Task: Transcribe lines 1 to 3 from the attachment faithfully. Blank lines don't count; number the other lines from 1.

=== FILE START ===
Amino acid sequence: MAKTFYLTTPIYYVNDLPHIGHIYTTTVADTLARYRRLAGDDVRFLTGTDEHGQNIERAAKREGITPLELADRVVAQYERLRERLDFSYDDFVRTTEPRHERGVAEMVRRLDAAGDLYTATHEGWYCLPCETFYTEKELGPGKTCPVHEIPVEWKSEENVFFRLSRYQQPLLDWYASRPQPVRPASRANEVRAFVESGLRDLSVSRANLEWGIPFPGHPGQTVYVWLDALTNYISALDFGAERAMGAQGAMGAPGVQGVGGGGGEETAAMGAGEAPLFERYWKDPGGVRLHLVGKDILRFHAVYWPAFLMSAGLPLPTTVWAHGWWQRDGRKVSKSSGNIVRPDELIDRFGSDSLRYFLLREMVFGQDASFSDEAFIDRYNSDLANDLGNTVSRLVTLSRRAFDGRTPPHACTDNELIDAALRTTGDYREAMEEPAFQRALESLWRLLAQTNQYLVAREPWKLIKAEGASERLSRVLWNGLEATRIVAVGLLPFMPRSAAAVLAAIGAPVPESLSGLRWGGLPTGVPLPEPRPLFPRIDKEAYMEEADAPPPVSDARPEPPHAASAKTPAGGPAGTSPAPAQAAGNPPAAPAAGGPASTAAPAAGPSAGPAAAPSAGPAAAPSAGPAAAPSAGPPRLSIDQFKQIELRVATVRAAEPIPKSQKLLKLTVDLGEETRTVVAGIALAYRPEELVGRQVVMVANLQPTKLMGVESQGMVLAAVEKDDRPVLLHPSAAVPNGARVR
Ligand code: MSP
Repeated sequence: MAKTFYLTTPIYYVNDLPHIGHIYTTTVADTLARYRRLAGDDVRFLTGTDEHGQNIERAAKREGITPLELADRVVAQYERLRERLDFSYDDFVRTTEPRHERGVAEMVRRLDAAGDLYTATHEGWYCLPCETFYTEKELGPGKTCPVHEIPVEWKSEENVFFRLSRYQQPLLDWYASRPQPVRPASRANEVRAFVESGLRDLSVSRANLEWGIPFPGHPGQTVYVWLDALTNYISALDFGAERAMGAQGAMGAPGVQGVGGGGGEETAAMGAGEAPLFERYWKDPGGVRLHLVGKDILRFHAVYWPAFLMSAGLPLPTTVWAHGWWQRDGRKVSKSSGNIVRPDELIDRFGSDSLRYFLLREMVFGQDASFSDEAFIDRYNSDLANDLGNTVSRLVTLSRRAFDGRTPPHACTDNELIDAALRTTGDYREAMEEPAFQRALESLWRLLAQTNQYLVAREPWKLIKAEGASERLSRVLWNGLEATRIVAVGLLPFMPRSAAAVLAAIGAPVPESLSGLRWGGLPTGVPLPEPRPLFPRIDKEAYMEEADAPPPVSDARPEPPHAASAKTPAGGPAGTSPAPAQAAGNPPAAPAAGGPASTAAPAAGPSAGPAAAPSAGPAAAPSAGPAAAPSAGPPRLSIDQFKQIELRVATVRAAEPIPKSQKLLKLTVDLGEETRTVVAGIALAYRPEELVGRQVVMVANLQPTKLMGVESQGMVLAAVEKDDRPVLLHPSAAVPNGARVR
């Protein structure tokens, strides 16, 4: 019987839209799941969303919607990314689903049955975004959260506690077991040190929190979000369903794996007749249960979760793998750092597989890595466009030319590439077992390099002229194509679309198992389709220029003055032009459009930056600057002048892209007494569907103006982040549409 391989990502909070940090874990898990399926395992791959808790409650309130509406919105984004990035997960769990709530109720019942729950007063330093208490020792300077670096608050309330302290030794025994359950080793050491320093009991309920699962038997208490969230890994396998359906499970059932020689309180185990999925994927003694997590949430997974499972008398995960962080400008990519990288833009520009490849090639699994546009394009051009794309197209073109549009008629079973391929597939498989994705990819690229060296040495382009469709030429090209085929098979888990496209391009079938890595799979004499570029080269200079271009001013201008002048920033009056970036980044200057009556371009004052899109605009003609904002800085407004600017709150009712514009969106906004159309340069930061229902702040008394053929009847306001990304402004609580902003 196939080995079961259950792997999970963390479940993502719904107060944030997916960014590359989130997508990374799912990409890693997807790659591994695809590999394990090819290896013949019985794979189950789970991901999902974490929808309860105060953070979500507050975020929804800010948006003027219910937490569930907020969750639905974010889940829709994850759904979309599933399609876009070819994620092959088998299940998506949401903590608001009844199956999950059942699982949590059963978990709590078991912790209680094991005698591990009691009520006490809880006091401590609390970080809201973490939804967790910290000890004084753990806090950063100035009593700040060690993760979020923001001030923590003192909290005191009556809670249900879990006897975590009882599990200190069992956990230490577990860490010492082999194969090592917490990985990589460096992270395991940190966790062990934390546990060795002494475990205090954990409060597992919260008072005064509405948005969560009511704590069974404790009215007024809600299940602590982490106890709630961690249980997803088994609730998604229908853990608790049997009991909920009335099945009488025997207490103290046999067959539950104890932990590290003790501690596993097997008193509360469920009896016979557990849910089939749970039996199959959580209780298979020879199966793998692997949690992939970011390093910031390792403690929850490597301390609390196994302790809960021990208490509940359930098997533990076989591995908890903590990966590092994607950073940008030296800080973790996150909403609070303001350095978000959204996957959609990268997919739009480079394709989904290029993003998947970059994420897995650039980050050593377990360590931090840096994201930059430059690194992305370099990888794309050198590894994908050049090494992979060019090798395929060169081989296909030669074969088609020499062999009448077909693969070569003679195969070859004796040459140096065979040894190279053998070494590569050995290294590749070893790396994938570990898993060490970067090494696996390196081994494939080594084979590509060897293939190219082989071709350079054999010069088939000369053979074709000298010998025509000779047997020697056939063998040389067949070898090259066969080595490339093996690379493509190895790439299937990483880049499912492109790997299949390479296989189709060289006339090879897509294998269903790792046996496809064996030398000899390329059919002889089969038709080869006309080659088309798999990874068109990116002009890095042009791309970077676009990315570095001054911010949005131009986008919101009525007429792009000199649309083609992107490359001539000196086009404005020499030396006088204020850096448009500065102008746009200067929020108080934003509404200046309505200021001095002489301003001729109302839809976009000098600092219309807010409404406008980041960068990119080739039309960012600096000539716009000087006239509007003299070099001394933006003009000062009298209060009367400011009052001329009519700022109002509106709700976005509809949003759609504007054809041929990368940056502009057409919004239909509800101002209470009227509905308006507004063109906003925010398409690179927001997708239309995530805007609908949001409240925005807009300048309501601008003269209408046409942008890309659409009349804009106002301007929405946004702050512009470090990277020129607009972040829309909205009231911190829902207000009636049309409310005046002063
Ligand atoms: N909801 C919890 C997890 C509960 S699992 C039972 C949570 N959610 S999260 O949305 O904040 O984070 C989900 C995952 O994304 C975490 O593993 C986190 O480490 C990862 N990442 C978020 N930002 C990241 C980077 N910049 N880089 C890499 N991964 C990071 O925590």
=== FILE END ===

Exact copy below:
Amino acid sequence: MAKTFYLTTPIYYVNDLPHIGHIYTTTVADTLARYRRLAGDDVRFLTGTDEHGQNIERAAKREGITPLELADRVVAQYERLRERLDFSYDDFVRTTEPRHERGVAEMVRRLDAAGDLYTATHEGWYCLPCETFYTEKELGPGKTCPVHEIPVEWKSEENVFFRLSRYQQPLLDWYASRPQPVRPASRANEVRAFVESGLRDLSVSRANLEWGIPFPGHPGQTVYVWLDALTNYISALDFGAERAMGAQGAMGAPGVQGVGGGGGEETAAMGAGEAPLFERYWKDPGGVRLHLVGKDILRFHAVYWPAFLMSAGLPLPTTVWAHGWWQRDGRKVSKSSGNIVRPDELIDRFGSDSLRYFLLREMVFGQDASFSDEAFIDRYNSDLANDLGNTVSRLVTLSRRAFDGRTPPHACTDNELIDAALRTTGDYREAMEEPAFQRALESLWRLLAQTNQYLVAREPWKLIKAEGASERLSRVLWNGLEATRIVAVGLLPFMPRSAAAVLAAIGAPVPESLSGLRWGGLPTGVPLPEPRPLFPRIDKEAYMEEADAPPPVSDARPEPPHAASAKTPAGGPAGTSPAPAQAAGNPPAAPAAGGPASTAAPAAGPSAGPAAAPSAGPAAAPSAGPAAAPSAGPPRLSIDQFKQIELRVATVRAAEPIPKSQKLLKLTVDLGEETRTVVAGIALAYRPEELVGRQVVMVANLQPTKLMGVESQGMVLAAVEKDDRPVLLHPSAAVPNGARVR
Ligand code: MSP
Repeated sequence: MAKTFYLTTPIYYVNDLPHIGHIYTTTVADTLARYRRLAGDDVRFLTGTDEHGQNIERAAKREGITPLELADRVVAQYERLRERLDFSYDDFVRTTEPRHERGVAEMVRRLDAAGDLYTATHEGWYCLPCETFYTEKELGPGKTCPVHEIPVEWKSEENVFFRLSRYQQPLLDWYASRPQPVRPASRANEVRAFVESGLRDLSVSRANLEWGIPFPGHPGQTVYVWLDALTNYISALDFGAERAMGAQGAMGAPGVQGVGGGGGEETAAMGAGEAPLFERYWKDPGGVRLHLVGKDILRFHAVYWPAFLMSAGLPLPTTVWAHGWWQRDGRKVSKSSGNIVRPDELIDRFGSDSLRYFLLREMVFGQDASFSDEAFIDRYNSDLANDLGNTVSRLVTLSRRAFDGRTPPHACTDNELIDAALRTTGDYREAMEEPAFQRALESLWRLLAQTNQYLVAREPWKLIKAEGASERLSRVLWNGLEATRIVAVGLLPFMPRSAAAVLAAIGAPVPESLSGLRWGGLPTGVPLPEPRPLFPRIDKEAYMEEADAPPPVSDARPEPPHAASAKTPAGGPAGTSPAPAQAAGNPPAAPAAGGPASTAAPAAGPSAGPAAAPSAGPAAAPSAGPAAAPSAGPPRLSIDQFKQIELRVATVRAAEPIPKSQKLLKLTVDLGEETRTVVAGIALAYRPEELVGRQVVMVANLQPTKLMGVESQGMVLAAVEKDDRPVLLHPSAAVPNGARVR